Hallo freunde! Currently in Vienna, trying to keep my feet on the ground as I am inevitably swept up in the beauty of Austria and Europe and castles and libraries and everything. My study abroad program technically doesn’t start for another week, but I have now been in Europe for 4 days, and I feel it is very necessary to introduce you to my experiences thus far (my first few days vacationing in Europe will undoubtedly affect how I handle myself when I am trying to study here). Today was our first day in Vienna, and my dad, my sister and I stayed from July 6-8 in Munich, Germany (wow I seriously can’t believe I can say that I have been there.) So this blog is going to primarily address my first couple of days in Europe: in beautiful Bavaria.
Ok, here’s a new post about, among other things:
American rock music
American rock music
I have nothing against rock music. But this favorable view changes when one has been travelling for a straight 14 hours and was just thrown into a gorgeous and overwhelming city where everyone speaks German. And when live rock music is blasting out of the restaurant across the street from your hotel. 3 Doors Down music at 11 PM after full day (maybe 1.5 days? Still don’t entirely understand the time change…) of travelling at first seemed like some cruel joke designed to make me feel even more uncomfortable and foreign in Germany. There is no air conditioning in the hotel so we had to keep the windows open, the toilets are weird, there are no sheets (only comforters to wrap yourself in), and there I was, being kept awake by American rock music. Out of everything that could’ve reminded me of home and kept me awake, it was this ridiculous band across the street, playing “Kryptonite.” Listening to (and trying to block out) rock music, I found some sense of pride in my background and identity, and I became more comfortable in a foreign place. So homesickness and confidence, apparently, can be cured and found through simple reminders of home, and through some American rock music.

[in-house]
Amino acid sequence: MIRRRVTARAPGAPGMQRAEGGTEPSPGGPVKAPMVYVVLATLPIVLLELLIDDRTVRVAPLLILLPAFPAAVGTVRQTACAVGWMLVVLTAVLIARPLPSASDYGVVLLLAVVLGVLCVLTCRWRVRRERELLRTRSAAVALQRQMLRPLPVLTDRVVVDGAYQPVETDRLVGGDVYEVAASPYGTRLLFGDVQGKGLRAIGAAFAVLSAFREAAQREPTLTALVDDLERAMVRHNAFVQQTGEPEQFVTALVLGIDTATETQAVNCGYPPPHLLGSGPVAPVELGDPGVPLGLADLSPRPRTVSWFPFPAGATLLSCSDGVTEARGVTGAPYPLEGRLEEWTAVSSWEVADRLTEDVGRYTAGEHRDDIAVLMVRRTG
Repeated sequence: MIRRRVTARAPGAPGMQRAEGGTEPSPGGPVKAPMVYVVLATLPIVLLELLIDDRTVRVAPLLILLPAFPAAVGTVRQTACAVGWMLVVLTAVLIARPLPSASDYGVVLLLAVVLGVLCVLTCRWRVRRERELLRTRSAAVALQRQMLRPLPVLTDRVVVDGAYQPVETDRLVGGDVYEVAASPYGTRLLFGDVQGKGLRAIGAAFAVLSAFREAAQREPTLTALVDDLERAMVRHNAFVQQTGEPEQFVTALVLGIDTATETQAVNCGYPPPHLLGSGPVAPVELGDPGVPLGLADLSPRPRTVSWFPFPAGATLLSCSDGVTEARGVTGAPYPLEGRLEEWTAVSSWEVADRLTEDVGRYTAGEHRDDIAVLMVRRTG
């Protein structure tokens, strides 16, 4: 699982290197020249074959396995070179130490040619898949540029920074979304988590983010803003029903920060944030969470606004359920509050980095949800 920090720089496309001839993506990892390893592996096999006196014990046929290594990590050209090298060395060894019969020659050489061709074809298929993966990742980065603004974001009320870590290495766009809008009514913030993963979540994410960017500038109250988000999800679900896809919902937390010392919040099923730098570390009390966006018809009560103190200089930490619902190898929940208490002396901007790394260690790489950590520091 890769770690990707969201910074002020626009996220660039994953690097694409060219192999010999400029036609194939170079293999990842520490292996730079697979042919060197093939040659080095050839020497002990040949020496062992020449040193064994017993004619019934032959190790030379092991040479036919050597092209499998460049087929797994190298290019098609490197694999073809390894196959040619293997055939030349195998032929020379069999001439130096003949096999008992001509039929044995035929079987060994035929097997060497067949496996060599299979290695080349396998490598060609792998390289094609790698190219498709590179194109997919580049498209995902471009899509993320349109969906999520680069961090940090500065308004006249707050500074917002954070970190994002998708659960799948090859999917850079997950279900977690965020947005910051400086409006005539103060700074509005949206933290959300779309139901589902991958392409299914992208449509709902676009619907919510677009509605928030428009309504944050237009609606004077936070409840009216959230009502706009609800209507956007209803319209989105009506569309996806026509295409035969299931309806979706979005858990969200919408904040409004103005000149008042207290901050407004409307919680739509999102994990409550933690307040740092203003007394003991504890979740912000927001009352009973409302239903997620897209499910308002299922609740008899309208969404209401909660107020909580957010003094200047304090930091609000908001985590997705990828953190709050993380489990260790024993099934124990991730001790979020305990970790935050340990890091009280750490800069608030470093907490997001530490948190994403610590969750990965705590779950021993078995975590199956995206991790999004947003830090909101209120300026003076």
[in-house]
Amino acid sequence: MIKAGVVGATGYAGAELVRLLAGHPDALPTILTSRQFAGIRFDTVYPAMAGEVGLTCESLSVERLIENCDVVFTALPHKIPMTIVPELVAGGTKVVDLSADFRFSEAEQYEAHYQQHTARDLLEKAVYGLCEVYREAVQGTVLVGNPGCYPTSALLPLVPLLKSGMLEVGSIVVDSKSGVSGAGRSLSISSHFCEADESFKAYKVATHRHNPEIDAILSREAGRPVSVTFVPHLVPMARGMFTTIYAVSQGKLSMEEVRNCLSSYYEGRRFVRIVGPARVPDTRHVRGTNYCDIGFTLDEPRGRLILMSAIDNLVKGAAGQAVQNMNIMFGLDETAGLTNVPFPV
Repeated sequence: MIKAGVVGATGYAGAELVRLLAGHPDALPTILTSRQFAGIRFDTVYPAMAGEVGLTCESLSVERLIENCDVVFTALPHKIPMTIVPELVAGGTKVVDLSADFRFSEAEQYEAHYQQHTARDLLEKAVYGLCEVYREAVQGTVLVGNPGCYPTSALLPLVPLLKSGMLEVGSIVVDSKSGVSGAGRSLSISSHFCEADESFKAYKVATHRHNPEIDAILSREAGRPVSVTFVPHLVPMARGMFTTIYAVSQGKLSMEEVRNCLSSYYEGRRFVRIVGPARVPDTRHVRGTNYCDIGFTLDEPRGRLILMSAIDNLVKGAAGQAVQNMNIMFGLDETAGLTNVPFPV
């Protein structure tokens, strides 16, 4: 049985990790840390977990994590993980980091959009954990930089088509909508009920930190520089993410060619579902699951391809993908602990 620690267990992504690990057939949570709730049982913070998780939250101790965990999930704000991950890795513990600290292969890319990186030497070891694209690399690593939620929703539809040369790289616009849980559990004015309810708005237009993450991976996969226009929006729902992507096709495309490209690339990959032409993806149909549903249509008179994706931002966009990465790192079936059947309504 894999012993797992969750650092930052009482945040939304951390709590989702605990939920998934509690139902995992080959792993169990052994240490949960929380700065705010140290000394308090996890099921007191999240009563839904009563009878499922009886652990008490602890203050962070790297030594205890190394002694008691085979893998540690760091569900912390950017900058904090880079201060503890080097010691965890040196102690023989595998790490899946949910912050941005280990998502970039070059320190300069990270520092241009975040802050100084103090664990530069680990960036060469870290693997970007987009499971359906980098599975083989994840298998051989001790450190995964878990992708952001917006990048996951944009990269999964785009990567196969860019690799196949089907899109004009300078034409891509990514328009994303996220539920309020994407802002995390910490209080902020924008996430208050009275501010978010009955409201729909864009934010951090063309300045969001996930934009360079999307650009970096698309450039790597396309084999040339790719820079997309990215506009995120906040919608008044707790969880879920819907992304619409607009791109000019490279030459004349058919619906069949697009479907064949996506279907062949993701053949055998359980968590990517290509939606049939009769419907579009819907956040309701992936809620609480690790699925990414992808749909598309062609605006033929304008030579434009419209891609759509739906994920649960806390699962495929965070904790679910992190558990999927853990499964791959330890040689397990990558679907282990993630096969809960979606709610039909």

Neushwanstein Castle was absolutely incredible (it seemed like it was straight out of a Disney movie). The family crest of “Crazy” King Ludwig II of Bavaria, who built the castle, is basically a swan on a shield. And he was obsessed with swans- like there are swan door handles and motifs in all of the beautiful woodwork and paintings in the interior of his castle. Anyways, we were passing through a gift shop on our way out of the castle tour (quite a strategically placed gift shop, might I add) and I saw this really cute little wooden swan figurine. I had money, but my extremely-cheap subconscious was like “three euros? For a little swan figurine?” So I picked up one of the little swans and found that they were actually pencil sharpeners. And then my subconscious was like: “you use mechanical pencils. This is an irrational purchase.” And I did not buy a swan.
What I didn’t anticipate was the irritation I would feel on the train back to Munich that night. I worked for the first half of the summer so that I would have spending money for my time abroad. And it’s not like 3 euros would break the bank. And it might not have been completely relevant to my everyday life, but maybe it would’ve been nice to have a swan sitting on my desk that reminded me, just a little bit, of Schloss Neuschwanstein. So, while I don’t aim to go crazy and break the bank, I have decided to splurge on little souvenirs that could remind me of my incredible experiences abroad. Because this is a once in a lifetime experience, and it has already been worth every penny.